The following information is NOT intended to endorse drugs or recommend therapy. While these reviews might be helpful, they are not a substitute for the expertise, skill, knowledge and judgement of healthcare practitioners in patient care.
Compare all 55 medications used in the treatment of Schizophrenia.
Reviews for Quetiapine to treat Schizophrenia
Review by country mom (taken for 1 to 6 months):
Seroquel (quetiapine): I was prescribed this for paranoid Psychosis and depression. At first I was to take a half of a 100mg tablet at night for a week then raise to the whole pill. After taking the half the first night at eight and feeling drunk I decided this might not be for me so I cut the half in half and take a quarter pill a night. It has helped me sleep and seems to curve my over thinking things and thinking that every comment or conversation on social media is about me. I think also by getting off social media altogether it also helped my situation. But overall good medication, it's the only thing I take.
10 users found this comment helpful.
Seroquel XR (quetiapine): Got rid of psychotic symptoms but I had an allergic reaction and had to go off it. Made me feel drunk after I took it so I had to go right to bed. I would stumble around if I got out of bed. Made me sweat and salivate more. I found olanzapine a better fit.
Seroquel (quetiapine): Seroquel worked in getting rid of my psychotic symptoms (voices, etc). It was a hard medication to go on, I would need to sleep 12 hours during the first week and I would wake up in that 12 hours in an almost intoxicated state. There was nothing that would wake me up in the morning but I think during medication changes it is important to listen to your body so I rested and in a week, that went away. I came off Risperidone in that first week as well so that may have contributed. The medication did make me sweat a LOT and it would take me a long time to cool down on it. My dyskensic side effects from risperidone went away. But I had to come off Seroquel in a month because I had an allergic 3 weeks in...watch out for tight throat/trouble swallowing.
Seroquel (quetiapine): I take a dose of 600mg at night time (because it makes me sleep). I wish that I could take less because I don't like that it makes me so tired but I need it to stay sane. I've been on it for 5 years and I used to sleep about 12 hours but now it's down to 9. The good thing about Seroquel is that I have only sleeping as a side effect. I have been on other meds and had everything, dry mouth, blurred vision, drooling, constipation, you name it, I had it. So Seroquel is at least good for that. The only bad thing in the last 2 years I have noticed over-thinking and like a conversation going on in my head but I cant find a good medicine and I don't want to increase Seroquel because of the sleepiness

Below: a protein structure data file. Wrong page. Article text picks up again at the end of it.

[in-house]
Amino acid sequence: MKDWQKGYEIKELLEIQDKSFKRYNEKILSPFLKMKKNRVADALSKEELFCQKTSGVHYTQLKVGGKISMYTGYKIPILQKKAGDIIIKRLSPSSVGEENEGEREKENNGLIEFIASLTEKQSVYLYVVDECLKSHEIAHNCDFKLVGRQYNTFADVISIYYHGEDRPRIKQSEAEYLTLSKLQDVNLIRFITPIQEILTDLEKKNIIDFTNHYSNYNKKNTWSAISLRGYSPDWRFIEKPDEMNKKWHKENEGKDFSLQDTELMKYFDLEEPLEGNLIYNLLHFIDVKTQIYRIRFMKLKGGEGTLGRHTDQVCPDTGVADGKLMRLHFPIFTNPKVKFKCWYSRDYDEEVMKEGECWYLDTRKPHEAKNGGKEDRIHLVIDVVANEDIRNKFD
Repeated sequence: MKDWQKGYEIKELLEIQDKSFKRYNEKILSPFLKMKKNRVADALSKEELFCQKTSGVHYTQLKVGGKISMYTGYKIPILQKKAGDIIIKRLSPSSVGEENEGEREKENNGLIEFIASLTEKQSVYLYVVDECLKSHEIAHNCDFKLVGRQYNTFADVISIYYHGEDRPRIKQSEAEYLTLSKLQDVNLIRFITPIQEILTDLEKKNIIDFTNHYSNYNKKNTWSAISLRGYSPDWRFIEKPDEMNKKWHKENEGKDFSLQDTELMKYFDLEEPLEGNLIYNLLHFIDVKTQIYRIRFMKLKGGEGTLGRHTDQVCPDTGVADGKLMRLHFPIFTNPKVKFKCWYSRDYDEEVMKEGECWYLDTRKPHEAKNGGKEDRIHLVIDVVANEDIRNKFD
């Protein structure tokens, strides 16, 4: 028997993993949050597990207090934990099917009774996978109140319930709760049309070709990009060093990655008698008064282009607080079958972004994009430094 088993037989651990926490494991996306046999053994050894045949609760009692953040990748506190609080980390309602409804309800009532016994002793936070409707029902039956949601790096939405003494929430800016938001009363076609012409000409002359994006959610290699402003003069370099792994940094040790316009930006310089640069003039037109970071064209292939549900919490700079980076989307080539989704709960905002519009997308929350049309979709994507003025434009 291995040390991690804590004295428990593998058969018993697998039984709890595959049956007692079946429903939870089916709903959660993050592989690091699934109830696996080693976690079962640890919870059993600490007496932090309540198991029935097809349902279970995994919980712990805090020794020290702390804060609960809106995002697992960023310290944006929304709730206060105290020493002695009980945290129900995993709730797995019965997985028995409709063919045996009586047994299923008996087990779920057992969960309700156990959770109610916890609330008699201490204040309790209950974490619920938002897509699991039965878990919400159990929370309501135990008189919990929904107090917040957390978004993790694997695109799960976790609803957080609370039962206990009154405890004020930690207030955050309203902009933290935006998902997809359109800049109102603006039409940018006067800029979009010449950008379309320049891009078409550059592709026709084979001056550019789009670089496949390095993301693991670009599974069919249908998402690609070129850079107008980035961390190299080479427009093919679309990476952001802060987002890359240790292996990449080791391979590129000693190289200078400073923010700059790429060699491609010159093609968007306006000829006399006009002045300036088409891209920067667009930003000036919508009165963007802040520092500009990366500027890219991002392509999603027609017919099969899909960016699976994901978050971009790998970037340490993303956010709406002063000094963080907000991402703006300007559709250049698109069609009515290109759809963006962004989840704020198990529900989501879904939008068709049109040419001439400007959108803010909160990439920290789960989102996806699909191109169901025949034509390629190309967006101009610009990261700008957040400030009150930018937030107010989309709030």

Seroquel (quetiapine): No anti-psychotic medicine is perfect. But Seroquel is quite okay. Gives you a good night of sleep. You can feel dizzy. But the best is no extra pyramidal symptoms. I tried 4 or 5 other antipsychotics but this as good as it gets considering side effects.
Seroquel (quetiapine): Seroquel was a God send for me. I've been on it for 7 years and its the best medication I've been on for hallucinations and the voices I heard on a daily basis. It does however make me extremely tired so I take it half hour before I go to bed. I did get a little weight gain but I would rather have weight gain than hearing voices and seeing things any day. Amazing medication.
15 users found this comment helpful.
Seroquel (quetiapine): Pretty good medication for the condition. My thoughts are more straight and I seem to have less visual and auditory distortions. It is sedating though and takes a little time for your body to adjust to it. I take 100mg in the morning and 400mg at night, seems to work pretty good in combination with Effexor for depression, and it's decent for mild anxiety (however if you have major anxiety, it may not be enough on its own).
23 users found this comment helpful.
Drugs.com provides accurate and independent information on more than 24,000 prescription drugs, over-the-counter medicines and natural products. This material is provided for educational purposes only and is not intended for medical advice, diagnosis or treatment.
Data sources include Micromedex™ (updated May 16th, 2013), Cerner Multum™ (updated May 20th, 2013), Wolters Kluwer™ (updated Apr 30th, 2013) and others. To view content sources and attributions, refer to our editorial policy.